“This isn’t about us,” says Amie Baskin, holding her nine-month old son Gordon on her hip and handing him another slice of banana. “This is about what’s right. It’s about the future. It’s about fighting for the kind of world we want to live in.”
That may sound strange coming from someone who is fighting the prospect of a composting facility – a facility that would divert a ton of organic waste from the landfill and turn it into something her and her family could use on the farmland they are currently in the process of developing. But she says it’s not the concept itself that she’s against. And it’s not about the fact that it’s being proposed for her backyard – even though she knows full well that’s how it’ll be seen.
The City of Campbell River held a public hearing recently to amend the zoning of the property beside the current Campbell River Landfill on Argonaut Road to include “Compost Facility” in the list of permitted uses. Baskin and her husband Troy Burley live on the land directly adjacent to the property in question.
“We would very much like for there to be a compost facility here in Campbell River,” she says. “But maybe they could put it where they don’t have to tear down a whole forest to build it?” Baskin says.
“Where are the bears going to go?” she asks rhetorically. “You’re going to cut down their home and then put in something that smells really great to a bear or a raccoon or a rat, where do you think they’re all going to go? And then if you put up a really good fence to keep them out, they’re going to come here where my children are and my animals are. We’re working towards building a farm here, and I can’t have chickens or goats or whatever if they’re attracting animals here and then steering them onto our land.”
And when she says they’re “working towards building a farm here,” she means it. Baskin and Burley moved to the property in 2015, and over the past four years, they’ve put in “a million dollars, easy, once you count all the excavators, hoes and dump trucks,” Burley says, buying the property and starting to prepare the land to grow the crops they want to grow and house the animals they want to raise.
“We’ve been working so hard for so long to get where we are,” Burley says. “And there’s no problem with that. That’s what we wanted to do. But then to get an axe in our back like this, sometimes I feel, like, what have I done to my family?”
Burley pointed out to council at the public hearing that many communities are, in fact, removing composting facilities like the one being proposed next door.
Richmond shut down its composting facility in August of last year after years of complaints from residents about odour. This past June, a similar facility was ordered to close in Rocky View County, Alta, due to similar concerns. In July, Strathmore Alta. did the same.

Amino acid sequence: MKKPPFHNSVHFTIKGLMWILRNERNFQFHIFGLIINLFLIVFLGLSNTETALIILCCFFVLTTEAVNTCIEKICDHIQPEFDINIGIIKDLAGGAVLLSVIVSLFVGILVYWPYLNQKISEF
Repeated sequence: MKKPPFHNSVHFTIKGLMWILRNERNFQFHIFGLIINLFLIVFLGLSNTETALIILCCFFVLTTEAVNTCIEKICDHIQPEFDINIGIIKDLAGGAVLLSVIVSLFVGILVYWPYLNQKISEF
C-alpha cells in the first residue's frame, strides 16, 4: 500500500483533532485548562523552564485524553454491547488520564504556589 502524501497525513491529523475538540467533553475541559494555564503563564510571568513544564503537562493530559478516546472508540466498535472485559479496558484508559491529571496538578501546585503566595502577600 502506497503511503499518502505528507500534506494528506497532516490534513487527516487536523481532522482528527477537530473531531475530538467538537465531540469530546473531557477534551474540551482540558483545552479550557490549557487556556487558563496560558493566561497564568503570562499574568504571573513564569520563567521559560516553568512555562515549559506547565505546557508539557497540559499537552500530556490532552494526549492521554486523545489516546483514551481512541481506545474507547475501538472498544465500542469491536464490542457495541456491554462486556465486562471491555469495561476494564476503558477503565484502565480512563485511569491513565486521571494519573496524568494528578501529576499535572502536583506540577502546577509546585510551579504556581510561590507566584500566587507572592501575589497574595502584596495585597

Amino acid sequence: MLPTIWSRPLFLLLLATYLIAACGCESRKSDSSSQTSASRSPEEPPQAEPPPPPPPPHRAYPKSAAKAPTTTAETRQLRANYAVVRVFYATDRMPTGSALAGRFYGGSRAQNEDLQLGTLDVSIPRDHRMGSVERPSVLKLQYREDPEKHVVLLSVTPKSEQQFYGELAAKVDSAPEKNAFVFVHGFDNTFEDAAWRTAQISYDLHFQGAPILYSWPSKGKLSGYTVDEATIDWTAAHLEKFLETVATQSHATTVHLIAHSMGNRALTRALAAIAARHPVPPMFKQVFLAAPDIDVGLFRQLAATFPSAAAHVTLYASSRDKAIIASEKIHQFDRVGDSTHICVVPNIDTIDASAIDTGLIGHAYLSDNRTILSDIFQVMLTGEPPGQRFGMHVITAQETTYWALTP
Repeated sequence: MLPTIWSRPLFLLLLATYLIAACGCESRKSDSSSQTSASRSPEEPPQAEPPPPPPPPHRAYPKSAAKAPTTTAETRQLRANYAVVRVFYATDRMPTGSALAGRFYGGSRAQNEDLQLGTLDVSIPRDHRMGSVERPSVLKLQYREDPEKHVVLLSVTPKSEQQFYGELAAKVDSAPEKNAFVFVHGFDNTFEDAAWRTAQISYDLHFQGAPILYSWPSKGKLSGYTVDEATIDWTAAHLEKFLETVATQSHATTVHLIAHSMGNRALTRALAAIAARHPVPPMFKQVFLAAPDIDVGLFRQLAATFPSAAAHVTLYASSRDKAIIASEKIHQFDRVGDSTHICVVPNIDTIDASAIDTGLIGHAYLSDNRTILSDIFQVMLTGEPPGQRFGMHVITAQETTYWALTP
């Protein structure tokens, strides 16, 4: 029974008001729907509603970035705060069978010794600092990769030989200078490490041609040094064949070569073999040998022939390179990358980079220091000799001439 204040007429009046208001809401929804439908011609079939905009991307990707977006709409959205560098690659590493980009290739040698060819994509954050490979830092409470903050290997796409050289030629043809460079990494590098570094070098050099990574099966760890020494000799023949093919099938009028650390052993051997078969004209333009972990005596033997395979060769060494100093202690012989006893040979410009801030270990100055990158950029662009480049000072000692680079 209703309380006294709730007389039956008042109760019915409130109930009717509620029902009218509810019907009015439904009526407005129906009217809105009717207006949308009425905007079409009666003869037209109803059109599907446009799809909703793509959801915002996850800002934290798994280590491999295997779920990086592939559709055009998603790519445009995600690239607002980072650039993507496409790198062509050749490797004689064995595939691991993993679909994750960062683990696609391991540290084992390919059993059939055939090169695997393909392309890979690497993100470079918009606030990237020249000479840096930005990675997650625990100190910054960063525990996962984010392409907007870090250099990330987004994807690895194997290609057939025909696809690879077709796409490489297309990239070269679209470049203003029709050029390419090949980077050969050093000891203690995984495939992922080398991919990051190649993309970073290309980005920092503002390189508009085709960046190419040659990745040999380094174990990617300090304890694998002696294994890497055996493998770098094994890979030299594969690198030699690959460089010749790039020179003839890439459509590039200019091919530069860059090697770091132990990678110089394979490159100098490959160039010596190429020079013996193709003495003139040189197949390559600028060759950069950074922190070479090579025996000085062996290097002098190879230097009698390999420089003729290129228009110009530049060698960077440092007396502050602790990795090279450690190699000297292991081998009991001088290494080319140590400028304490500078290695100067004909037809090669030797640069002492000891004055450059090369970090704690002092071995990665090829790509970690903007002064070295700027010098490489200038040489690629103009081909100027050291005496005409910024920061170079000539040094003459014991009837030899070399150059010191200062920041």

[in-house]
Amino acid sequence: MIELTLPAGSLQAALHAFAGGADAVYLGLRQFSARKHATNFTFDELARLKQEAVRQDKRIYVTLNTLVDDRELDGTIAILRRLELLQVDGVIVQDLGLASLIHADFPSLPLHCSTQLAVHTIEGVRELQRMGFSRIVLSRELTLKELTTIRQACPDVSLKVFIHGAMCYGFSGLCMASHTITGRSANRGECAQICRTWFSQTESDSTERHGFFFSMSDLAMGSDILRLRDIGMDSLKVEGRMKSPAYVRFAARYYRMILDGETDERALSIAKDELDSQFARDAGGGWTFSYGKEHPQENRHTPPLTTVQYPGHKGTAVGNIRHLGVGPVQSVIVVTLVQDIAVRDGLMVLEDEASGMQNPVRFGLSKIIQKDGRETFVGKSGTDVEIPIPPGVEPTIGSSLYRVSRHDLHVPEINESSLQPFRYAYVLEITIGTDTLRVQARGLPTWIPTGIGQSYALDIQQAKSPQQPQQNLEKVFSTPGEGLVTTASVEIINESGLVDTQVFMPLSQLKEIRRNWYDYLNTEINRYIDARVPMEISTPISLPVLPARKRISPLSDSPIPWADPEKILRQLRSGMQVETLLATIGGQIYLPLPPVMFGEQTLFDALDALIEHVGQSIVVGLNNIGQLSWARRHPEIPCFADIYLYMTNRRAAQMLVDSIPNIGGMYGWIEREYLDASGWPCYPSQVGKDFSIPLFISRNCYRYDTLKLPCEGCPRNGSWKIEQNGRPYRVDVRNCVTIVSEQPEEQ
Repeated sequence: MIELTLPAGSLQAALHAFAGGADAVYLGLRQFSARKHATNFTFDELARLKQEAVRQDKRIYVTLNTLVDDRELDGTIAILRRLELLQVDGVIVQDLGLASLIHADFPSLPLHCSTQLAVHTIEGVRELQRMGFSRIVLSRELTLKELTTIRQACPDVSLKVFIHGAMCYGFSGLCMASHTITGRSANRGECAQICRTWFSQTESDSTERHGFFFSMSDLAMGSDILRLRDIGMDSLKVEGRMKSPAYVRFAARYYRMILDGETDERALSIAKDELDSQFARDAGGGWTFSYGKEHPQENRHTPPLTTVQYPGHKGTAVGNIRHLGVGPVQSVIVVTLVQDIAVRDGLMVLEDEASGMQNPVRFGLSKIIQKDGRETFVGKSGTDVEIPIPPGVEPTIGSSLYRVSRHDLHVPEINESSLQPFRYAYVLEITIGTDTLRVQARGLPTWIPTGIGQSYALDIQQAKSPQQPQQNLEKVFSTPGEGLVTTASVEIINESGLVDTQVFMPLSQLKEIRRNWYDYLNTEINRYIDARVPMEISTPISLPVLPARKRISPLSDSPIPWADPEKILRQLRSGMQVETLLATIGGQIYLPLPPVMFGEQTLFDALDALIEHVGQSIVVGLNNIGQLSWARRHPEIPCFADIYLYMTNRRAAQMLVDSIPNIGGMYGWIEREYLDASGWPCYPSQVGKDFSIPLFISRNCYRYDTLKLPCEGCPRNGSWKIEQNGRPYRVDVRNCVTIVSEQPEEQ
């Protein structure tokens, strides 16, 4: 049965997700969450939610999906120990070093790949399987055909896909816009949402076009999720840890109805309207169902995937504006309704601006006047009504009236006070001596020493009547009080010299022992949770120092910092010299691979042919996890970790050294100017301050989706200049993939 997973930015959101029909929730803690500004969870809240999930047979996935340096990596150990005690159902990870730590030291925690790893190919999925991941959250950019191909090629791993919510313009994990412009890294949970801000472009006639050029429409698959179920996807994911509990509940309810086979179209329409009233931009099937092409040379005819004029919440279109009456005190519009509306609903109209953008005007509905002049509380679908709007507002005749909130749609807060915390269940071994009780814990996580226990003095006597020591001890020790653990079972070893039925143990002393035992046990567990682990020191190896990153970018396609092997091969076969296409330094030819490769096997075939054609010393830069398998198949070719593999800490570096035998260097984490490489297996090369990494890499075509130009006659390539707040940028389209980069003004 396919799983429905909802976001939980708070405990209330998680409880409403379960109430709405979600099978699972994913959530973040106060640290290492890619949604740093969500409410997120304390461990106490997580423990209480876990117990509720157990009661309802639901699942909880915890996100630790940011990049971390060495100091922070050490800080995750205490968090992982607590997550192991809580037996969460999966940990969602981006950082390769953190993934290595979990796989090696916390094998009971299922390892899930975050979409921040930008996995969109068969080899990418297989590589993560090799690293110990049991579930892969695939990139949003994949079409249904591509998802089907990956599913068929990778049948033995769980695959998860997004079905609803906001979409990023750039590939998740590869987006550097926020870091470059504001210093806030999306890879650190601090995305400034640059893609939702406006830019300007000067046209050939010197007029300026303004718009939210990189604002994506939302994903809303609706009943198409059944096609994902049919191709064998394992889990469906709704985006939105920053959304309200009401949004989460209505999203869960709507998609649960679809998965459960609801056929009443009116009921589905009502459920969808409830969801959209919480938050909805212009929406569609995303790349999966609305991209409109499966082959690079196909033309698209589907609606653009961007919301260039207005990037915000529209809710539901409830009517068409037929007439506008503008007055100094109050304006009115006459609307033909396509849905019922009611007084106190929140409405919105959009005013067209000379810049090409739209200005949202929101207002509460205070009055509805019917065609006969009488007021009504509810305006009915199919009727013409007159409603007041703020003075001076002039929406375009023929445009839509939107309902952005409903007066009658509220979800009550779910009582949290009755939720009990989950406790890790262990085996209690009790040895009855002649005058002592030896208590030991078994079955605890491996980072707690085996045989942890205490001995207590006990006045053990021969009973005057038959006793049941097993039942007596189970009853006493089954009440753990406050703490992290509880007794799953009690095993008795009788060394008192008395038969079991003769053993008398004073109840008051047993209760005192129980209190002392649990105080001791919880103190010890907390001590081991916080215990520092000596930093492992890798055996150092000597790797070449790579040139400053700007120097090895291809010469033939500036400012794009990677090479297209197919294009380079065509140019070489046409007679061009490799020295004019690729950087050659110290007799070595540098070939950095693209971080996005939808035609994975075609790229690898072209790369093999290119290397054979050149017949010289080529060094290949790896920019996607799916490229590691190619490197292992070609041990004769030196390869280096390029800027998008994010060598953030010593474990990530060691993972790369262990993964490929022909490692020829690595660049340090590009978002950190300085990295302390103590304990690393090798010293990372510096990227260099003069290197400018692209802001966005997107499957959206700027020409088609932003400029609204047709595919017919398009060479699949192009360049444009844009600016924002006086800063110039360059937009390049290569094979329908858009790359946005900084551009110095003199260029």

“It’s not about composting being a problem, but they’re closing down these big super-size facilities all over the place, because there are these big problems with them,” Burley says. “If we’re going to make compost, we need to be doing it safely – not right beside – and uphill from – a ton of residents who get their water from underground aquifers and are trying to make the world a better place. This world and our town needs more people like my family. We need more farming and and more people using the land in their community to make it better instead of buying everything from Walmart.”
And they aren’t the only ones with concerns about the proposal. There was a lineup of speakers nearly as long as Argonaut Road itself at the public hearing looking to speak in opposition to the idea.
The Kolonsky family, which owns 125 acres with over one km of frontage along Argonaut Road, were also there to speak in opposition – including the 94-year-old patriarch of the family, Carl, who was helped down to the microphone by his son Don when it was his turn to speak.
“I purchased the property through veterans affairs many years ago, and I have many sad things to say about the whole thing,” Kolonsky says, telling various stories of what he sees as significant mismanagement of the dump over the years, saying “it’s been disgraceful. We’ve got enough trouble with everything that’s going on up there now. I can’t believe you people want to do this to people who have worked our asses off to get going on farming or whatever and you’re just gonna kill it completely. I just don’t know how the hell you can go ahead with something like this.”
At the close of the public hearing, council asked staff to come back with a report containing answers to the questions posed by various speakers for its consideration before giving the bylaw third reading and considering it for adoption.
But even if that should happen, it’s still not a done deal. It’s also only one of two possible locations being considered for the facility, according to Coun. Charlie Cornfield, who also sits on the board of Comox Strathcona Regional Waste Management. The land would also need to be issued a “non-farm-use” permit by the Agricultural Land Commission.
But Baskin says it shouldn’t even get that far.
“I guess I just think the city should be looking out for its residents a little better than this and not even let it get to the next step,” Baskin says. “Like, why would we keep putting waste facilities at the top of the hill above town, in the vicinity of where we get our drinking water and beside the rivers that sustain salmon populations that everyone says are super important to us, when there have to be a ton of other options?
“These are the choices we’re making for future generations,” she continues. “All we can do as parents is to try to make a better future for our kids, and I think that future needs to have trees and farming and clean water in it.”